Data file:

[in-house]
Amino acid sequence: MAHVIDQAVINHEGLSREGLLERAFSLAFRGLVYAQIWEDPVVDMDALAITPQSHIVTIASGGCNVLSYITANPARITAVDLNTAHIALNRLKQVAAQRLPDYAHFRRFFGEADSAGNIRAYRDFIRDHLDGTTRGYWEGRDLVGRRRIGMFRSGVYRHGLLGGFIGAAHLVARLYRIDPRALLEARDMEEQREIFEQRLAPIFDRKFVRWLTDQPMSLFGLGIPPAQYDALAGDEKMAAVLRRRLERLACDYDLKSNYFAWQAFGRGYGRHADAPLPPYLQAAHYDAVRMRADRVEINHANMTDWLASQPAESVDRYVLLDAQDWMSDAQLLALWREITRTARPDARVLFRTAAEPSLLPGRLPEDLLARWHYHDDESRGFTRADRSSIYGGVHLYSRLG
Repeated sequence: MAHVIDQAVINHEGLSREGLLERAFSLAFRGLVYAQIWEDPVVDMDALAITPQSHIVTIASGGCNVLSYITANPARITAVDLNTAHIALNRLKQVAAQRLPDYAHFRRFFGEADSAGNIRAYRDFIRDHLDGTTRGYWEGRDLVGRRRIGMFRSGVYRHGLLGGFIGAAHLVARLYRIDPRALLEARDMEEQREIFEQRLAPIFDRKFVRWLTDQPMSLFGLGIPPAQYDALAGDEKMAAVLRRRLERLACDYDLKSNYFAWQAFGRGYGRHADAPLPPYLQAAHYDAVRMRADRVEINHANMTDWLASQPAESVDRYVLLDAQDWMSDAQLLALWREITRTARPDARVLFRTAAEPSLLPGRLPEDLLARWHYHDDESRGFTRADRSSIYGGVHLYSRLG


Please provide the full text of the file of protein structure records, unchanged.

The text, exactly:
[in-house]
Amino acid sequence: MAHVIDQAVINHEGLSREGLLERAFSLAFRGLVYAQIWEDPVVDMDALAITPQSHIVTIASGGCNVLSYITANPARITAVDLNTAHIALNRLKQVAAQRLPDYAHFRRFFGEADSAGNIRAYRDFIRDHLDGTTRGYWEGRDLVGRRRIGMFRSGVYRHGLLGGFIGAAHLVARLYRIDPRALLEARDMEEQREIFEQRLAPIFDRKFVRWLTDQPMSLFGLGIPPAQYDALAGDEKMAAVLRRRLERLACDYDLKSNYFAWQAFGRGYGRHADAPLPPYLQAAHYDAVRMRADRVEINHANMTDWLASQPAESVDRYVLLDAQDWMSDAQLLALWREITRTARPDARVLFRTAAEPSLLPGRLPEDLLARWHYHDDESRGFTRADRSSIYGGVHLYSRLG
Repeated sequence: MAHVIDQAVINHEGLSREGLLERAFSLAFRGLVYAQIWEDPVVDMDALAITPQSHIVTIASGGCNVLSYITANPARITAVDLNTAHIALNRLKQVAAQRLPDYAHFRRFFGEADSAGNIRAYRDFIRDHLDGTTRGYWEGRDLVGRRRIGMFRSGVYRHGLLGGFIGAAHLVARLYRIDPRALLEARDMEEQREIFEQRLAPIFDRKFVRWLTDQPMSLFGLGIPPAQYDALAGDEKMAAVLRRRLERLACDYDLKSNYFAWQAFGRGYGRHADAPLPPYLQAAHYDAVRMRADRVEINHANMTDWLASQPAESVDRYVLLDAQDWMSDAQLLALWREITRTARPDARVLFRTAAEPSLLPGRLPEDLLARWHYHDDESRGFTRADRSSIYGGVHLYSRLG